After Corfu by Jennie Xie


From the east to my underbelly: an abyss of hue.
Of what gain is swallowing a thing that ends up as waste? This is what love is; a recycling process in which heartbeats might become disposables. Every man is an island in a body of water. A sea of drought even. The stars have come up today but the galaxy might envelop them tomorrow, it is what happens with affection, you metamorphose into things that shapeshift in the clouds, from the right a cigar, from the left an uncouth image falling from grace. Something about love is rooted in demise and orgasm too is a little death. I start this poem with a destination, now I navigate it with thoughts of the man who left my thighs with my name in his mouth. Every day I wake up and my country does not happen to me, I plant a new seed. I count my days with my tongue kissing my teeth. Robbed on my first day in search of truth, I only have patience for things that do not eat my joy alive. A whisper today, a shy moan tomorrow. My love affairs are like the anthems in my country, a freedom song for unrequited love. I want a person’s eye to call my body home, but there are many women inside me. In my country, a local is both a starving child and a wailing mother, but a politician is only a hungry man. One day, I will be the white in the middle of my flag and love myself without the consciousness of place.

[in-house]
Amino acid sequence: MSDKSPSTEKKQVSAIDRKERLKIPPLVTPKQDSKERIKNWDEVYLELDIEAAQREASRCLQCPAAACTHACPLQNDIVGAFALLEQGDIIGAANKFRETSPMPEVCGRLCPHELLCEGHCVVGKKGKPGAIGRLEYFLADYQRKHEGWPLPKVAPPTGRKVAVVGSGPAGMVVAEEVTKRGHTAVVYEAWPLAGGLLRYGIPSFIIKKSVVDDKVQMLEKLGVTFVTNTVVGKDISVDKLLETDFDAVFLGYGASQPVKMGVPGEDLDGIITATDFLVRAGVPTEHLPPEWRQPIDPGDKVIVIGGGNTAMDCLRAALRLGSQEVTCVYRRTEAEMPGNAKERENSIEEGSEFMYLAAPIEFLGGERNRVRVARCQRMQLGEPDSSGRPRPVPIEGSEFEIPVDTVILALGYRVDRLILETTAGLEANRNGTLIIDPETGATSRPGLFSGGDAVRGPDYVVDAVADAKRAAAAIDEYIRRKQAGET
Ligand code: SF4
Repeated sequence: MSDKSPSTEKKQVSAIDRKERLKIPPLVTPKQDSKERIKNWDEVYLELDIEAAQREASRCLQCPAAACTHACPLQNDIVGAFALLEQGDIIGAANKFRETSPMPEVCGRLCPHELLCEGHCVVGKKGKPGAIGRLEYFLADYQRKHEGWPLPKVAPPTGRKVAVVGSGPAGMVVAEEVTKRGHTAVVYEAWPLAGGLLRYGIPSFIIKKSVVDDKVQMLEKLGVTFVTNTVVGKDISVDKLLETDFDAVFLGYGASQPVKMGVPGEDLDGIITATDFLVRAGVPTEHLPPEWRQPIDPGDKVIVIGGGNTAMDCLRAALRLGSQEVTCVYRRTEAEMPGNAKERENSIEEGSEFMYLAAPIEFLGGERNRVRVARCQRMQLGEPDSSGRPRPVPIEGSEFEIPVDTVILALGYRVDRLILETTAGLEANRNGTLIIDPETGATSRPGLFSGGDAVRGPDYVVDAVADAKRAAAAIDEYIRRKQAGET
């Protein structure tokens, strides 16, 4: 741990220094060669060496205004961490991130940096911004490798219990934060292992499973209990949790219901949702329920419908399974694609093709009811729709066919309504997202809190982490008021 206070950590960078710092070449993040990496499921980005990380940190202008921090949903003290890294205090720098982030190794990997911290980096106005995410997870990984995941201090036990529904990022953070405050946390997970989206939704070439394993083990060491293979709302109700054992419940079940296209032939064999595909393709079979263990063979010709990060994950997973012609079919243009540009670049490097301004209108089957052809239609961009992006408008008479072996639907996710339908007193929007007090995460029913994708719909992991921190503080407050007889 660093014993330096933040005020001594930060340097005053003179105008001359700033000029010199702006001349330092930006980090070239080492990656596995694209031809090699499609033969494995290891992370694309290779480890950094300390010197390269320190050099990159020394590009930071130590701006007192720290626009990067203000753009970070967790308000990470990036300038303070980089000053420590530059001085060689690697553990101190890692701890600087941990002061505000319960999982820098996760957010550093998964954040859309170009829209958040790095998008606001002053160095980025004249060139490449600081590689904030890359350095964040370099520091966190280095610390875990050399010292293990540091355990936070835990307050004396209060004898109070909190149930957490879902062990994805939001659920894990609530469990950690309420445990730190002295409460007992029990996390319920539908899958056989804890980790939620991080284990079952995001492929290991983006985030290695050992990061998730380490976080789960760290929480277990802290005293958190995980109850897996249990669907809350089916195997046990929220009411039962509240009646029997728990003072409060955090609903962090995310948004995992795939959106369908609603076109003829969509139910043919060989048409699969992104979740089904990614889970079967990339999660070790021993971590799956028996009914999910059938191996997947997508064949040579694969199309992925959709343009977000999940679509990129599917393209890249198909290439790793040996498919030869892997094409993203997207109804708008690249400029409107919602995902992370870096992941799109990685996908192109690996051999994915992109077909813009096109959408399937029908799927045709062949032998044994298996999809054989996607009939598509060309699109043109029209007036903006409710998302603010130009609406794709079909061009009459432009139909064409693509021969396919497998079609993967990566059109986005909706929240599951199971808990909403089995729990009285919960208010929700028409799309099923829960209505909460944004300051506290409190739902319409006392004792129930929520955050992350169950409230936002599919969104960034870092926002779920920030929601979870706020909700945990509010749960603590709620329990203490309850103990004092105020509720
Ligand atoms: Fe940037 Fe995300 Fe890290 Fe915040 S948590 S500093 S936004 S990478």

Photo by Artur Matosyan on Unsplash